Most Earth-Like Planets Don’t Exist Yet

The Earth, along with the rest of the solar system, was born around 4.6 Billion years ago.  At that time, Earth was part of the early group of habitable planets to form in the Universe.  According to a new theoretical study from the Space Telescope Science Institute (STScI), the vast majority of Earth-like planets has yet to form.

An artist’s impression of the innumerable Earth-like planets that have yet to be born over the next trillion years in the evolving universe. Credit: NASA / ESA / G. Bacon (STScI)

Using data from the Hubble space Telescope (HST) and the Kepler Space Telescope (KST), astronomers were able to come up with a theoretical model of cosmic evolution, detailing how planets will form over the entire lifespan of the Universe.

“Our main motivation was understanding the Earth’s place in the context of the rest of the universe,” said study author Peter Behroozi of the Space Telescope Science Institute (STScI) in Baltimore, Maryland, “Compared to all the planets that will ever form in the universe, the Earth is actually quite early.”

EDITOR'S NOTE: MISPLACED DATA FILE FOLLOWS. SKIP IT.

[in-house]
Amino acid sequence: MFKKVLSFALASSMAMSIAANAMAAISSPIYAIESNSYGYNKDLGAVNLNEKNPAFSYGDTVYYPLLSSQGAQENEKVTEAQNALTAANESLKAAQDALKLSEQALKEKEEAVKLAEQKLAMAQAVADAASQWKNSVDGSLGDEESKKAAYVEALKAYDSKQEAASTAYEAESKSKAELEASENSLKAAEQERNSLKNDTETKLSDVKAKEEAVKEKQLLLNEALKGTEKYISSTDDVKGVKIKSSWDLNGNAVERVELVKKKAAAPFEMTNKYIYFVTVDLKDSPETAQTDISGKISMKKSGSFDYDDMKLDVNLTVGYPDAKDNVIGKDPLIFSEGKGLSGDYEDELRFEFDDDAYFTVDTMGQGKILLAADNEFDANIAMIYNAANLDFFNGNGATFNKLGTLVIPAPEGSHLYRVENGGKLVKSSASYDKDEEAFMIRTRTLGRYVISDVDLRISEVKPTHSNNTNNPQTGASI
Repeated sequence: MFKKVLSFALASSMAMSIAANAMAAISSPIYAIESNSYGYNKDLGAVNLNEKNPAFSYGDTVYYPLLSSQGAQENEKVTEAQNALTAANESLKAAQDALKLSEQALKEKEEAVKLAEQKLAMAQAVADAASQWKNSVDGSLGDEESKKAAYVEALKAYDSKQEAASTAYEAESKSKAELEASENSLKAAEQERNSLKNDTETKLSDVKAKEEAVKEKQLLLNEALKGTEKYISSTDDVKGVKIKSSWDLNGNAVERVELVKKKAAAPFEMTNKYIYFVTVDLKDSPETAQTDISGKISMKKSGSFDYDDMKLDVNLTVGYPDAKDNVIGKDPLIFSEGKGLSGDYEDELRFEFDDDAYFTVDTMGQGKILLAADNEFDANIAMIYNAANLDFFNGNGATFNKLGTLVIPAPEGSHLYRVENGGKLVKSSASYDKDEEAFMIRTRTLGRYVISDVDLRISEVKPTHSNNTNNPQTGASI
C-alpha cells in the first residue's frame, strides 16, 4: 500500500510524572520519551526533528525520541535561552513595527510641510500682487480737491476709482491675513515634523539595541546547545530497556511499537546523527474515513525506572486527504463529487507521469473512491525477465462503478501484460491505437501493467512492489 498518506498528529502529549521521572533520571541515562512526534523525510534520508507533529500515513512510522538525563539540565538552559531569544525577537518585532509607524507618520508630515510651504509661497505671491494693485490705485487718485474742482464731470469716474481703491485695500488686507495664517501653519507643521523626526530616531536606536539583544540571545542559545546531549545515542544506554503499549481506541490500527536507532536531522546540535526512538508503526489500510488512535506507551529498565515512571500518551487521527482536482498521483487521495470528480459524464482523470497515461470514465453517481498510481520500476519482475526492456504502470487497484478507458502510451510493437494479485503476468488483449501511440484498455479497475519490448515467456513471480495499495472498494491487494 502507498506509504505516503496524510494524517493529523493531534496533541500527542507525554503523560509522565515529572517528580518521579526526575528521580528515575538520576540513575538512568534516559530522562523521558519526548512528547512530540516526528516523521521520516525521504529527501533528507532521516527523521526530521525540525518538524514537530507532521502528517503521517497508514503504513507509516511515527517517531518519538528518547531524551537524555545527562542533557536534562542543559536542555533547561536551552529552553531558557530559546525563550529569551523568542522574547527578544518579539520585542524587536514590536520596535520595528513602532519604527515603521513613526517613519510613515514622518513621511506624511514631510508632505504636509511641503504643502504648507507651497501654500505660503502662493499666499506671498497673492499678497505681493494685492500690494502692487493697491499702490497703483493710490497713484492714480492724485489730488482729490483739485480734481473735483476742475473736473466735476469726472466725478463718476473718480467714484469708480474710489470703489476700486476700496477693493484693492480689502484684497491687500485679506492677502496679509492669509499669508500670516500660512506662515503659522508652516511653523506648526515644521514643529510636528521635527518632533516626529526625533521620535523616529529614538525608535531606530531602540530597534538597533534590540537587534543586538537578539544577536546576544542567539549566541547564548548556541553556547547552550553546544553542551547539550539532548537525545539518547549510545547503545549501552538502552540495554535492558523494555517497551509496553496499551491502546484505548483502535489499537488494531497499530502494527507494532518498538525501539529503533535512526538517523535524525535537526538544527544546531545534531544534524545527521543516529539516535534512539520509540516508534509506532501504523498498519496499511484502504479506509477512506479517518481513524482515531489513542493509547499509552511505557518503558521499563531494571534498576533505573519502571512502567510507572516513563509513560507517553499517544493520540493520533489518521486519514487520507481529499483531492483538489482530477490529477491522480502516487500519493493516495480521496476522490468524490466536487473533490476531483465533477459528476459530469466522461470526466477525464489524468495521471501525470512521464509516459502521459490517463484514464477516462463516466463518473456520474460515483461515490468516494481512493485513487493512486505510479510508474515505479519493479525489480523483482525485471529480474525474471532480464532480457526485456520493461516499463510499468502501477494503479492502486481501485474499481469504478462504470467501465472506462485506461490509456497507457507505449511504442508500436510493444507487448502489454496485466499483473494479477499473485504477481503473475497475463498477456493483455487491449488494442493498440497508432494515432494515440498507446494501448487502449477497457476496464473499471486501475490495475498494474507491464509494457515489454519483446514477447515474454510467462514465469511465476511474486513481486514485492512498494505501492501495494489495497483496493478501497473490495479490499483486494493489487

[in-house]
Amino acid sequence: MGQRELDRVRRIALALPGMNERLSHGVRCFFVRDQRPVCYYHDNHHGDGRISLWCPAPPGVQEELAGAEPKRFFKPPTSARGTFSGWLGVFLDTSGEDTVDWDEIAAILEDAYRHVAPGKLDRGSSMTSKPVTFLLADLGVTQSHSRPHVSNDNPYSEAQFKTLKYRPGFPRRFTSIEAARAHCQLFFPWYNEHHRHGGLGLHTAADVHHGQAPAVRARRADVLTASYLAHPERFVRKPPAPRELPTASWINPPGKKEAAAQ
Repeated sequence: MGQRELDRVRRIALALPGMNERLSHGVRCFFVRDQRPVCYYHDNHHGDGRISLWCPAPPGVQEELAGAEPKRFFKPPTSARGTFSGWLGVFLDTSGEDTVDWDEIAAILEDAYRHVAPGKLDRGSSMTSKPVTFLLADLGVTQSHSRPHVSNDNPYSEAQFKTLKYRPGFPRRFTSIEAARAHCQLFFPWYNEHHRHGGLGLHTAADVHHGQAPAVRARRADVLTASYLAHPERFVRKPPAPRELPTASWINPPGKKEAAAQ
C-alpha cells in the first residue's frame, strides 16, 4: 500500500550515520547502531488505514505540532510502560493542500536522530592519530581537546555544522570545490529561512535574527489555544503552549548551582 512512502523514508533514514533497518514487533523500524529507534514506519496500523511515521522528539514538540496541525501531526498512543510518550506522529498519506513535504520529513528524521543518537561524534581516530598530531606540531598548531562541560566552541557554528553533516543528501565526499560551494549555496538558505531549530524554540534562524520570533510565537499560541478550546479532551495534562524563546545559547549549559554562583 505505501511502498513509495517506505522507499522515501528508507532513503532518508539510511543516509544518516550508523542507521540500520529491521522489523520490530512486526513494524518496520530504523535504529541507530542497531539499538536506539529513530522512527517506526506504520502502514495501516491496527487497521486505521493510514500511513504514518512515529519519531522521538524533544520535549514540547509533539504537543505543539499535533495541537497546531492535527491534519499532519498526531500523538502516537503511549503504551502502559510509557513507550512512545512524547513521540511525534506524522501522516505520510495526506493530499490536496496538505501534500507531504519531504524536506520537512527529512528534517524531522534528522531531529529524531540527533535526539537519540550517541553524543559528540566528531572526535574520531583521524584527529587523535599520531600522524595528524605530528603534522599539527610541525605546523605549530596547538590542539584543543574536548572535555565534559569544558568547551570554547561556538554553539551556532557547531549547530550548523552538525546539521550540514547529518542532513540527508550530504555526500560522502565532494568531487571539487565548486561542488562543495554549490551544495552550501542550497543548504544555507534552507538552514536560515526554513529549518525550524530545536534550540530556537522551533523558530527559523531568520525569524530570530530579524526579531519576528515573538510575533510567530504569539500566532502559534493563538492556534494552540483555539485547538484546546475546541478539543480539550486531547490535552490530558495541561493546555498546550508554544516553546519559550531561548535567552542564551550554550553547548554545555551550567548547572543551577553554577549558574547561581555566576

Very early, according to their calculations.  Only 8% of the habitable planets that will form over the lifespan of the universe are already in existence, and the Earth is one of them.  Most of the raw material to build rocky worlds is being synthesized in the fiery crucibles of stellar cores as you read this sentence, and it will not seed these new planets for billions of years to come.

At the present time, best estimates indicate that there are around 1 Billion rocky planets in the Milky Way, and countless more if you include the other 100 Billion galaxies in the universe.  Yet this is a small fraction of the worlds still waiting to form.  With so many habitable worlds to come in the future, the possibility that life will evolve again is increasingly likely, though we may not be around to see it.

But we can still hope….

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